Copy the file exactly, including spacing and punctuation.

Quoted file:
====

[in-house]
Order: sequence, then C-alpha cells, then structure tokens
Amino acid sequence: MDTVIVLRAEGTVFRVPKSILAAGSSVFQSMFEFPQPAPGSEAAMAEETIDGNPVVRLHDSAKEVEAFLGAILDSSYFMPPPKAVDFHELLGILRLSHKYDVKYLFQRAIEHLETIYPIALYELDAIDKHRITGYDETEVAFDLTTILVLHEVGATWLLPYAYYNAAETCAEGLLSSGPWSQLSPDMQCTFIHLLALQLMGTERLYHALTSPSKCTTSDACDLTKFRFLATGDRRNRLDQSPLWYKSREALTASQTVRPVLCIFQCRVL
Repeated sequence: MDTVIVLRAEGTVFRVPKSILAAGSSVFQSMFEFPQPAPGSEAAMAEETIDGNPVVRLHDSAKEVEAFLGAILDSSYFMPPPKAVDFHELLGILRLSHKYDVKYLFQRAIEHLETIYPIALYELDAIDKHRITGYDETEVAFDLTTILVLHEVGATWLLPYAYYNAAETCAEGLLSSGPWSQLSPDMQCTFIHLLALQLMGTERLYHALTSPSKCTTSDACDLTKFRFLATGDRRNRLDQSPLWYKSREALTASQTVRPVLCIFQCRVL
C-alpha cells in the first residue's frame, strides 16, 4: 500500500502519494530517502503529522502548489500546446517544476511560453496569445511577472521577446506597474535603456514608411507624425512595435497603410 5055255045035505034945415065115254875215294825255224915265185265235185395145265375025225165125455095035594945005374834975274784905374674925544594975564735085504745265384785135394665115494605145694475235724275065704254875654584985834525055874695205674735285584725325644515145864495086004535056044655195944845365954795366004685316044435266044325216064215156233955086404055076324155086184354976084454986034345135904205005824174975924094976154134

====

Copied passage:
[in-house]
Order: sequence, then C-alpha cells, then structure tokens
Amino acid sequence: MDTVIVLRAEGTVFRVPKSILAAGSSVFQSMFEFPQPAPGSEAAMAEETIDGNPVVRLHDSAKEVEAFLGAILDSSYFMPPPKAVDFHELLGILRLSHKYDVKYLFQRAIEHLETIYPIALYELDAIDKHRITGYDETEVAFDLTTILVLHEVGATWLLPYAYYNAAETCAEGLLSSGPWSQLSPDMQCTFIHLLALQLMGTERLYHALTSPSKCTTSDACDLTKFRFLATGDRRNRLDQSPLWYKSREALTASQTVRPVLCIFQCRVL
Repeated sequence: MDTVIVLRAEGTVFRVPKSILAAGSSVFQSMFEFPQPAPGSEAAMAEETIDGNPVVRLHDSAKEVEAFLGAILDSSYFMPPPKAVDFHELLGILRLSHKYDVKYLFQRAIEHLETIYPIALYELDAIDKHRITGYDETEVAFDLTTILVLHEVGATWLLPYAYYNAAETCAEGLLSSGPWSQLSPDMQCTFIHLLALQLMGTERLYHALTSPSKCTTSDACDLTKFRFLATGDRRNRLDQSPLWYKSREALTASQTVRPVLCIFQCRVL
C-alpha cells in the first residue's frame, strides 16, 4: 500500500502519494530517502503529522502548489500546446517544476511560453496569445511577472521577446506597474535603456514608411507624425512595435497603410 5055255045035505034945415065115254875215294825255224915265185265235185395145265375025225165125455095035594945005374834975274784905374674925544594975564735085504745265384785135394665115494605145694475235724275065704254875654584985834525055874695205674735285584725325644515145864495086004535056044655195944845365954795366004685316044435266044325216064215156233955086404055076324155086184354976084454986034345135904205005824174975924094976154134